This is super important for many reasons. First and foremost, when you are emailing, you are dealing with people, not machines. When you introduce yourself to someone in person, you tell them “My name is Jane Doe.” You don’t say, “My name is Doe, Jane.” When your email comes across their INbox, you want it to read like a human being, not a machine. This makes makes it more personable as well as easier for people to remember you. Second, you don’t want to use your company name first for the same reason. People do business with people, not nameless, faceless organizations. Having your email display your name makes it personal and facilitates rapport. And if you’re using your business domain, they will easily be able to see what your business and website are.

3. Create an email signature block that is automatically inserted whenever you create a message in your business email account. This should include your name, your company name and your address, contact information and links to your website and/or social networking accounts. This is important. People like at-a-glance information. They don’t like to have to hunt around. So even if your contact information is on your website (which it should be), you want to always be thinking about the convenience of your recipients by putting that info right in front of them. Likewise, do not rely on a VCF card. Lots of people don’t like them or use them, and they often get your emails caught in spam filters.

4. OPTIONAL: For double points, include a headshot and/or your company logo image hosted on your own domain servers. Email signatures with an image included can really bring life to your messages. Images create visual interest, rapport and increase memorability, all of which makes your messages stand out. You don’t want an embedded image because those often get stripped from your messages at the recipient’s end or can get your email caught in spam filters. Better to link to an image hosted on your own servers so that it displays properly and your messages reach your recipients without unnecessary difficulty. If you aren’t sure how to do this, refer to this article on “how to insert an Internet image in my signature.”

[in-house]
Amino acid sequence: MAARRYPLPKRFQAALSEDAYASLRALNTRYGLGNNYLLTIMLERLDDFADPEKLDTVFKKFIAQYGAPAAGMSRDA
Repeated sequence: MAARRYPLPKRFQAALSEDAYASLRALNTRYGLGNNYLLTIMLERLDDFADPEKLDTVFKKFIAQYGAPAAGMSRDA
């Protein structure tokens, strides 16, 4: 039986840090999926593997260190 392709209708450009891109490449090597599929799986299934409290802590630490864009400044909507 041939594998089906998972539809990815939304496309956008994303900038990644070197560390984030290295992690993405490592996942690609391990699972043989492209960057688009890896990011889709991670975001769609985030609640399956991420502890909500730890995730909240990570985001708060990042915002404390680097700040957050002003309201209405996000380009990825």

5. Include a call-to-action. A call to action is not a tagline or slogan. It’s an instruction that tells people specifically what to do next. If you currently have a free report, giveaway, ezine, blog or something that people can sign up for, put that call-to-action in your signature block (e.g., “Visit {YOUR SITE] to get your copy of my free report [TITLE]”). If you don’t have any lead generation mechanisms (which is what those free offers are), then your call-to-action should be telling them to visit your website. So you could say something like “Visit [YOUR WEBSITE WITH ACTIVE LINK] to learn how you can have/get more [BENEFIT] with my administrative support.”

That should get your creative juices flowing. Can’t wait to see your improved emails!

2 Responses

  1. Linda says:

    I can’t believe that people actually leave out the most important information when they are marketing with email.

    I also can’t believe how many typo’s I see in blogs and on people’s
    webpages.

    Happy Weekend!

    Just spouting off about my issues! This kind of stuff really irk me.

    🙂

  2. I think it’s because they don’t view their email address and emails as having anything to do with marketing. They see them merely as communications. But they are a component of our marketing in that they are providing info and education, creating clarity (or confusion, as the case may be), instilling trust and credibility, promoting connection and rapport (or creating irritation as the case may be), and being a vital part of their marketing pipelines.